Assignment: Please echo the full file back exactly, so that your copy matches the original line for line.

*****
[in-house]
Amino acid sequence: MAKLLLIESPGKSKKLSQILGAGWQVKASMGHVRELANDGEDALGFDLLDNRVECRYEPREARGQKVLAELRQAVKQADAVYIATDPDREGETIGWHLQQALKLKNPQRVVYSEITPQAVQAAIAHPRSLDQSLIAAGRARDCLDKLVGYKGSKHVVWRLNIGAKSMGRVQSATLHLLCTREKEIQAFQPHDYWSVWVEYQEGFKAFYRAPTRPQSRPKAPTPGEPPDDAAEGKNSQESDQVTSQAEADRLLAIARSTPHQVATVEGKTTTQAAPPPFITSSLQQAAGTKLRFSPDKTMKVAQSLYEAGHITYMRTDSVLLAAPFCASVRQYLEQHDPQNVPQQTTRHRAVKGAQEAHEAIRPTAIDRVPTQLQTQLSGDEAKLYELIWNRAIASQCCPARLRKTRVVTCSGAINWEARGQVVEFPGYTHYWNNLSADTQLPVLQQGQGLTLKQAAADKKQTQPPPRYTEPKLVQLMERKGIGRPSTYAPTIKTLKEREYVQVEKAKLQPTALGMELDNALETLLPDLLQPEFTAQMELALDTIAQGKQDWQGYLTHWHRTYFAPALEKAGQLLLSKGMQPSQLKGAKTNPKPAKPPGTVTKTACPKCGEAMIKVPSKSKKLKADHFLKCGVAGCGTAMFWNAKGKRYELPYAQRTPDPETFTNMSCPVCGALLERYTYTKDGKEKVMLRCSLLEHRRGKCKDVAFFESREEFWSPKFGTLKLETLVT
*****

[in-house]
Amino acid sequence: MAKLLLIESPGKSKKLSQILGAGWQVKASMGHVRELANDGEDALGFDLLDNRVECRYEPREARGQKVLAELRQAVKQADAVYIATDPDREGETIGWHLQQALKLKNPQRVVYSEITPQAVQAAIAHPRSLDQSLIAAGRARDCLDKLVGYKGSKHVVWRLNIGAKSMGRVQSATLHLLCTREKEIQAFQPHDYWSVWVEYQEGFKAFYRAPTRPQSRPKAPTPGEPPDDAAEGKNSQESDQVTSQAEADRLLAIARSTPHQVATVEGKTTTQAAPPPFITSSLQQAAGTKLRFSPDKTMKVAQSLYEAGHITYMRTDSVLLAAPFCASVRQYLEQHDPQNVPQQTTRHRAVKGAQEAHEAIRPTAIDRVPTQLQTQLSGDEAKLYELIWNRAIASQCCPARLRKTRVVTCSGAINWEARGQVVEFPGYTHYWNNLSADTQLPVLQQGQGLTLKQAAADKKQTQPPPRYTEPKLVQLMERKGIGRPSTYAPTIKTLKEREYVQVEKAKLQPTALGMELDNALETLLPDLLQPEFTAQMELALDTIAQGKQDWQGYLTHWHRTYFAPALEKAGQLLLSKGMQPSQLKGAKTNPKPAKPPGTVTKTACPKCGEAMIKVPSKSKKLKADHFLKCGVAGCGTAMFWNAKGKRYELPYAQRTPDPETFTNMSCPVCGALLERYTYTKDGKEKVMLRCSLLEHRRGKCKDVAFFESREEFWSPKFGTLKLETLVT